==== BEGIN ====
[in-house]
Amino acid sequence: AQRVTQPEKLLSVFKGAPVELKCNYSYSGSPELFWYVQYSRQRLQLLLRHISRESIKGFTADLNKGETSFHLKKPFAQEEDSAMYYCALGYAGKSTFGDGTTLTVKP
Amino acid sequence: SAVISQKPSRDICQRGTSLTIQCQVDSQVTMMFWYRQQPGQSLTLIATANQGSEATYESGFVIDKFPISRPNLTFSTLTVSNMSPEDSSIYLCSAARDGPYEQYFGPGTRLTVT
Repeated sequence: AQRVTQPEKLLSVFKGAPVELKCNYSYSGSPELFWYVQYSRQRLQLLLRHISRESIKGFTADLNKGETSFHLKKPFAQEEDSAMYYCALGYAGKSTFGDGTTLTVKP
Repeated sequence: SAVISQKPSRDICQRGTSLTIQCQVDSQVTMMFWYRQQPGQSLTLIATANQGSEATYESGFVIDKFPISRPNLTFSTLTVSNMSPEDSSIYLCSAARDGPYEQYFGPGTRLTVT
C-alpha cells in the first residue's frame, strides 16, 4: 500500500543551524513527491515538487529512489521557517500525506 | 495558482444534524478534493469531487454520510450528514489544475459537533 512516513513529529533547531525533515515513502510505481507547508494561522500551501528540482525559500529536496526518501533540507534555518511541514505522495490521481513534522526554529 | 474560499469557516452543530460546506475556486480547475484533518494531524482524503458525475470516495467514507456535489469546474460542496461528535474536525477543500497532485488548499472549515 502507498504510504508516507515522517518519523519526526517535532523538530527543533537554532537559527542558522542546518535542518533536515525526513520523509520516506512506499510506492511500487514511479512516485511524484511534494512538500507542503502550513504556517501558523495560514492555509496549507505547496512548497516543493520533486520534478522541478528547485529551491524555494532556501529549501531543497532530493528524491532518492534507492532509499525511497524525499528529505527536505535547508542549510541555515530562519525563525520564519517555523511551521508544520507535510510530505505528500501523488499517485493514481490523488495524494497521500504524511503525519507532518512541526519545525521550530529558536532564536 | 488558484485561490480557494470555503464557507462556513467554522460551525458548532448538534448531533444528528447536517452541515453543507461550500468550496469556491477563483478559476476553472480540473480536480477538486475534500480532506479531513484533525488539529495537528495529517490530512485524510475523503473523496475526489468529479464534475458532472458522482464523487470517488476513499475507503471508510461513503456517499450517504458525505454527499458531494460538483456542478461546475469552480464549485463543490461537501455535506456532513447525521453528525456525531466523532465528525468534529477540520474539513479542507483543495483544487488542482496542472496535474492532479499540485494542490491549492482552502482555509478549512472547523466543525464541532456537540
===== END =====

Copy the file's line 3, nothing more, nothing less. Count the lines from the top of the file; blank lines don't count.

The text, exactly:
Amino acid sequence: SAVISQKPSRDICQRGTSLTIQCQVDSQVTMMFWYRQQPGQSLTLIATANQGSEATYESGFVIDKFPISRPNLTFSTLTVSNMSPEDSSIYLCSAARDGPYEQYFGPGTRLTVT